I require answers to these before proceeding with financial interviews and evaluations.
What do I want from my career?
How much money do I wish to earn?
What am I willing to give in return?
Will this interfere in my personal life?
Am I satisfied as to how it will interfere in my personal life?
Do I like what I do?
Do I like my patients, clients?
Is the pressure too great?
Am I accumulating enough wealth?
Does it matter?
Is the price I paid for this excess wealth worth it?
Why have I accumulated too little?
Simply put, will it be fun to go to work tomorrow?
Was it fun yesterday?
What is at risk to continue with the investments I have?
Am I properly invested for a person in my circumstances at my age?
Does my family complain about my work?
Do I care?
Have I asked my lawyers to put out too many fires in the past?
Am I burdened by office management?
Do I know everything happening my office, or am I delegating too much authority?
How did I react emotionally the last time I was sued?
Was it a business experience or did I take it as a devastating personal insult?
Do my friends constantly make better investments than I do?
Do I earn more but save less?
I earn well, but am I overspending?
Can I afford to mortgage the future as heavily?
Should I do so?
What if someone in my family dies?
What if I die, what administrative problems will that create?
Can those be prevented?
Do you have a will?
Is it current?
Does your will suggest how your assets should be managed?
Did you read your will to your family?
How do you check on the person managing your accounts receivable?
What predefined test do you use to measure the success of your investments?
Do you like administration and managing?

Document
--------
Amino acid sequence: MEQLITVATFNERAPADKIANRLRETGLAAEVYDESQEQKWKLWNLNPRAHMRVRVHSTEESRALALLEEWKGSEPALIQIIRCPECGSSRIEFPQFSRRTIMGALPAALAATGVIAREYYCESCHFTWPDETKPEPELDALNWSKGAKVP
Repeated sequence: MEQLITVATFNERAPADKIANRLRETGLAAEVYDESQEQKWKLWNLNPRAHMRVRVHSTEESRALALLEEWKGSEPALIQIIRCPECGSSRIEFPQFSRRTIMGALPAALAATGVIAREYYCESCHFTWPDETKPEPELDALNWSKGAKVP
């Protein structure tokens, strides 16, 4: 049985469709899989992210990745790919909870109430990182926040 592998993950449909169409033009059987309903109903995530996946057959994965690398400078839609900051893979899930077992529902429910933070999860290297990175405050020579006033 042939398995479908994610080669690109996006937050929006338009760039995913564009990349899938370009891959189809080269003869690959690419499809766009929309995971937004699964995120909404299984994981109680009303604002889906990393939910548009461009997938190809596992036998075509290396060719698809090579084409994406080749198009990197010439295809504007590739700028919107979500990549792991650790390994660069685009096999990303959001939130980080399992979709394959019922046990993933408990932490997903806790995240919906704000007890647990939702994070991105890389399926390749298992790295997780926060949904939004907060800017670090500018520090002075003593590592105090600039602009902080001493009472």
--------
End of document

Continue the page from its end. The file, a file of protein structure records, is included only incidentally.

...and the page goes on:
Would you prefer to have someone else do the business managing?
Does your spouse know business, does she want to, do you encourage her, or is she in the way? The method I used to earn and accumulate assets twenty years ago worked; should I change?
Am I bored?
Is bigger better?
Does smaller mean loss of potency?

Also ask yourself or your spouse to answer:
What is happy?

When I look at me, do I see a happy person? Do I think I have big mood swings?
Would you like to see me happier? Do I look stressed out? Do I need some time off?
Am I fun and pleasant to be around? Are you concerned about me? What should I do?
What am I happy about? What am I excited about? What am I proud of?
What am I grateful for? What am I enjoying most in my life?
What am I committed to in my life? Who do I love? Who loves me?

"I never reached my goal. I passed my goal a long time ago; perhaps it was too modest. I need another hobby or another trip to help me unwind. I can't wait for the weekend. I need the best possible service at the lowest possible price. Mrs. "Brown" sure is annoying by calling so often with her anxiety about this venture."
Have you asked yourself any of these. They are tough questions. Did you have the answer, rationalize it, or sublimate it? There are no answers, because all my associates have the same problems, is as good an excuse as any, for not facing these questions squarely. The executive's professional-economic and social-emotional lives are interrelated and cannot be separated. The professional approach mentioned at the beginning of this article, and the emotional questions raised just above can often be handled at the same time with asking, planning, acting, and accepting. Ask the right questions, plan the approach, act on those issues which are correctable, and accept those over which you have control after making an organized attempt. To whom then should you look for advice? All the professionals that surround you are probably well qualified to teach you something, but ideally you should determine whether you need a particular product or service before you go to the person who sells or supplies you that product or service. Who is the doctor's doctor, the surgeon's surgeon, the lawyer's lawyer? In medicine, the second opinion is frequently obtained in consultation with a colleague or friend of the primary physician who, more often than not, substantiates a recommendation because of a predisposition to do so. Perhaps a better second opinion would be from a competitive executive whom you admire, that you trust, but with whom you don't do business, who does not like you. Not liking you may predispose him to rendering the opposite opinion, but at least choice is created.